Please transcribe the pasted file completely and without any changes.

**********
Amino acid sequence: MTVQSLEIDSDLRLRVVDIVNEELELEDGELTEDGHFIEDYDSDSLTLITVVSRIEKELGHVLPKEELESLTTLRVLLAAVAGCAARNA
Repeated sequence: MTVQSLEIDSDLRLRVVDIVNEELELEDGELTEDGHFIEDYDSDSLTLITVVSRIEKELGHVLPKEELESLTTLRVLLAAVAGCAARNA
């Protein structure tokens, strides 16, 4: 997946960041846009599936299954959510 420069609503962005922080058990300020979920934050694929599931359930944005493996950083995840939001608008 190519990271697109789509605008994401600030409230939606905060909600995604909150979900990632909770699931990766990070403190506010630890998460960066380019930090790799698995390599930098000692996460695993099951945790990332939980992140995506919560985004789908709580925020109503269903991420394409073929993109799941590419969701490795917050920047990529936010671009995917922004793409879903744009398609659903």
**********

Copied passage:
Amino acid sequence: MTVQSLEIDSDLRLRVVDIVNEELELEDGELTEDGHFIEDYDSDSLTLITVVSRIEKELGHVLPKEELESLTTLRVLLAAVAGCAARNA
Repeated sequence: MTVQSLEIDSDLRLRVVDIVNEELELEDGELTEDGHFIEDYDSDSLTLITVVSRIEKELGHVLPKEELESLTTLRVLLAAVAGCAARNA
């Protein structure tokens, strides 16, 4: 997946960041846009599936299954959510 420069609503962005922080058990300020979920934050694929599931359930944005493996950083995840939001608008 190519990271697109789509605008994401600030409230939606905060909600995604909150979900990632909770699931990766990070403190506010630890998460960066380019930090790799698995390599930098000692996460695993099951945790990332939980992140995506919560985004789908709580925020109503269903991420394409073929993109799941590419969701490795917050920047990529936010671009995917922004793409879903744009398609659903």